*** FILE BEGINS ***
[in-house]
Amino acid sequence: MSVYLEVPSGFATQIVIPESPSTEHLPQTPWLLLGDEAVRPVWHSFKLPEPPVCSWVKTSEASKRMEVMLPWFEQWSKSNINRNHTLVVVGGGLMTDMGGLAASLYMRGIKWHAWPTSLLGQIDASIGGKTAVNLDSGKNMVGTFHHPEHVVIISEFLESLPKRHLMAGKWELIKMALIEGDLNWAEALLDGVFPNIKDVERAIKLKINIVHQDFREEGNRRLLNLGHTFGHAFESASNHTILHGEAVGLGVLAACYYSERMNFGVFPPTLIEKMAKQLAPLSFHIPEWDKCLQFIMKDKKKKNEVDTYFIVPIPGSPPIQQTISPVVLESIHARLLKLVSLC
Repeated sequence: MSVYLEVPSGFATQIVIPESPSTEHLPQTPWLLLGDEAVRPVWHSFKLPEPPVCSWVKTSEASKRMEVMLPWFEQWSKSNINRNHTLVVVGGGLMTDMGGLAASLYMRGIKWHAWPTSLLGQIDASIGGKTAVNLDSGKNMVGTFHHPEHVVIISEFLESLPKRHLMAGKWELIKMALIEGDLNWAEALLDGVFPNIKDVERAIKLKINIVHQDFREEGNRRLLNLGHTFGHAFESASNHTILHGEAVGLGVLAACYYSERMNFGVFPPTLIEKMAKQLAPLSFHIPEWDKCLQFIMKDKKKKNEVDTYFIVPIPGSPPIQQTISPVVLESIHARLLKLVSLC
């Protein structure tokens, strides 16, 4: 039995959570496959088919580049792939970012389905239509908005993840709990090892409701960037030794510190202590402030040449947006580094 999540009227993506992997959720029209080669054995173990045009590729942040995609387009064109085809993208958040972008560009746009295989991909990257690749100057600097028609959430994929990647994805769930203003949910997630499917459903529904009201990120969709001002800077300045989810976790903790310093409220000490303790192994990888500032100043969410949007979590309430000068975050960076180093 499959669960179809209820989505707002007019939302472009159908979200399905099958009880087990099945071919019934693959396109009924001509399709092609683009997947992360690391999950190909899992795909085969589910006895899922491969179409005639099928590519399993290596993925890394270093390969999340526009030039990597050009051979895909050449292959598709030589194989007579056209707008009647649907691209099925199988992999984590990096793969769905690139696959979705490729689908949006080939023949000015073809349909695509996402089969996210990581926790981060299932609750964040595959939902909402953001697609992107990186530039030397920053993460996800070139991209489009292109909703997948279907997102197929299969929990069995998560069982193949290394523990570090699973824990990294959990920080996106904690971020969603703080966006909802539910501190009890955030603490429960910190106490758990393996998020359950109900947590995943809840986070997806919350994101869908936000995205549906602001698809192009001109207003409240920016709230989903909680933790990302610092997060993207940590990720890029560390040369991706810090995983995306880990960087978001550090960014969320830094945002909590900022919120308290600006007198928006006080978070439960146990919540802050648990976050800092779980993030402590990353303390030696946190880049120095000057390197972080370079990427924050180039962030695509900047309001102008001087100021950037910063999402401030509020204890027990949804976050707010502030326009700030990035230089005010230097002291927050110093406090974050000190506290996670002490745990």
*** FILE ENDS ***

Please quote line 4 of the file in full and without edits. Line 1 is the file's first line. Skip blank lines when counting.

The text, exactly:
């Protein structure tokens, strides 16, 4: 039995959570496959088919580049792939970012389905239509908005993840709990090892409701960037030794510190202590402030040449947006580094 999540009227993506992997959720029209080669054995173990045009590729942040995609387009064109085809993208958040972008560009746009295989991909990257690749100057600097028609959430994929990647994805769930203003949910997630499917459903529904009201990120969709001002800077300045989810976790903790310093409220000490303790192994990888500032100043969410949007979590309430000068975050960076180093 499959669960179809209820989505707002007019939302472009159908979200399905099958009880087990099945071919019934693959396109009924001509399709092609683009997947992360690391999950190909899992795909085969589910006895899922491969179409005639099928590519399993290596993925890394270093390969999340526009030039990597050009051979895909050449292959598709030589194989007579056209707008009647649907691209099925199988992999984590990096793969769905690139696959979705490729689908949006080939023949000015073809349909695509996402089969996210990581926790981060299932609750964040595959939902909402953001697609992107990186530039030397920053993460996800070139991209489009292109909703997948279907997102197929299969929990069995998560069982193949290394523990570090699973824990990294959990920080996106904690971020969603703080966006909802539910501190009890955030603490429960910190106490758990393996998020359950109900947590995943809840986070997806919350994101869908936000995205549906602001698809192009001109207003409240920016709230989903909680933790990302610092997060993207940590990720890029560390040369991706810090995983995306880990960087978001550090960014969320830094945002909590900022919120308290600006007198928006006080978070439960146990919540802050648990976050800092779980993030402590990353303390030696946190880049120095000057390197972080370079990427924050180039962030695509900047309001102008001087100021950037910063999402401030509020204890027990949804976050707010502030326009700030990035230089005010230097002291927050110093406090974050000190506290996670002490745990």